TheFocus: If you want to see how good an annotator Reshevsky was, look at his old columns in <Chess Life>. Or was it <Chess Review>? Very nice notes.

In fact, if someone was to do a decent bio on Reshesvky, and not that piss-poor McFarland tome, they would have to include his game annotations from his columns.

I don't know why McFarland allowed that monstrosity to be published. Sammy deserved better and I am not even a fan of his.

Jun-23-14
Premium Chessgames Member
  perfidious: <conrag>, you want to argue with adults, at least get your facts straight; Aronian finished equal sixth, not ninth. While subpar, such a performance does not relegate him to perdition, despite your ill-informed, gormless comments, which are typically short on thoughtful, objective commentary and long on invective.
Jun-23-14  Wyatt Gwyon: Conrad doesn't need facts.
Jun-23-14  parisattack: <TheFocus: If you want to see how good an annotator Reshevsky was, look at his old columns in <Chess Life>. Or was it <Chess Review>? Very nice notes. In fact, if someone was to do a decent bio on Reshesvky, and not that piss-poor McFarland tome, they would have to include his game annotations from his columns.

I don't know why McFarland allowed that monstrosity to be published. Sammy deserved better and I am not even a fan of his.>

Agree on the Reshevsky tome. A real disaster for a firm which usually offers only the best.

Hans Kmoch was also a fine annotator in his day - and of course an excellent writer. Towards the end, things got a little shaky in his work at Chess Review and Al (Horowitz) would have to occasionally note Han's notes.

Jun-23-14  Conrad93: ChessGames.com has him in 9th place.
Jun-24-14  Poulsen: <Conrad93> OMG - don't you even care getting you facts straight? Even though CG - accidentally - lists Aronian as no. 9/10 in the Norway tournament, they also gives him the correct score - 4/9 - which is the same as Giri, Kramnik and Svidler. This means - as <perfidious> has already told you - that these four players shared the 6th place.

In fact on Aronian and Svidler had the best TB correction of these four players.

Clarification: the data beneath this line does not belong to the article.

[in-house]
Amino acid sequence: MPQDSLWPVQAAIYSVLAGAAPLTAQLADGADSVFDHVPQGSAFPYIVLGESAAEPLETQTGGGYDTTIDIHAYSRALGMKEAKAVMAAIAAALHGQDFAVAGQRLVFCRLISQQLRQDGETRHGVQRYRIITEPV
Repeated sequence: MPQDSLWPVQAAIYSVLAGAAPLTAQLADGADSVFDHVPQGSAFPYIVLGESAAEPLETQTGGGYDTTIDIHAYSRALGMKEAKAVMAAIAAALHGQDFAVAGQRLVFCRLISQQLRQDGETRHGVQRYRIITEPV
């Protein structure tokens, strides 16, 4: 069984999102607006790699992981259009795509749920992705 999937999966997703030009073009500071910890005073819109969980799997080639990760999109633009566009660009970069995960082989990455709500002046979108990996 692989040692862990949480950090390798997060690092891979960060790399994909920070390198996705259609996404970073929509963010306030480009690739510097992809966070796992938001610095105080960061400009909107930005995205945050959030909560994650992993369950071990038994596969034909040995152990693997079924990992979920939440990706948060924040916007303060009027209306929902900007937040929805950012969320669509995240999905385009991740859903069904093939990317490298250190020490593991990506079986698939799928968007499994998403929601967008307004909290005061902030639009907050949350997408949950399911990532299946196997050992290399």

The Norway tournament was certainly not the best performance for Aronian, but don't forget, that he won Tata Steel quite convincingly earlier this year - with 8/11 against a strong field including Karjakin, Caruana, Giri, Nakamura, Gelfand etc..

Other good results can be mentioned, so Aronian has the no. 2 spot by merit, not by chance.

Jun-24-14
Premium Chessgames Member
  TheFocus: <Conrad> doesn't need any stinking facts, just the clutter in his head.
Dec-12-17  Eduardo Bermudez: Larsen at his prime !!
Oct-06-19
Premium Chessgames Member
  plang: 3 Nf3 inviting a Reversed Alekhines Defense was an innovation when Larsen first played it in 1959 and he had several successes with it; Geller played the more solid 3..Nc6 rather than 3..e4. 6..Bd6 was a new move; 6..a5 and 6..Be7(7 b4 is a good response) had been played before. Perhaps Black should have considered limiting White's queenside play with 10..Nb4 11 a3..Nxc2 12 Qxc2..c5. Kasparov thought that 22 Re1 would have been stronger as in some variations the rook on e8 is undefended and the bishop on e7 pinned. Black missed a chance to equalize with 22..Qb6 23 Nd5..Nxd5 24 cxd..Bf8 25 Ne5..Qa6 26 Qxa6..bxa 27 Bh3..Nb7 28 Rc7..Nc5. 27..Qb5 would have been better covering d7. 28..Qa4 29 Nxf8..Qxa1 30 Rxa1..Kxf8 31 Bc5+..Kg8 32 Bb4..Bf5 33 Ra8..Bd7 34 Ra7..Bf5 35 d6 would also have lost for Black.
Oct-07-19  Boomie: White's position on the queenside after 10. b3:


click for larger view

This is identical to a Benoni structure. The general rule for the opponent is to resist the b-pawn push. Once white gets in b4, the game is half over. Notice later white plays e3 which is also a Benoni move.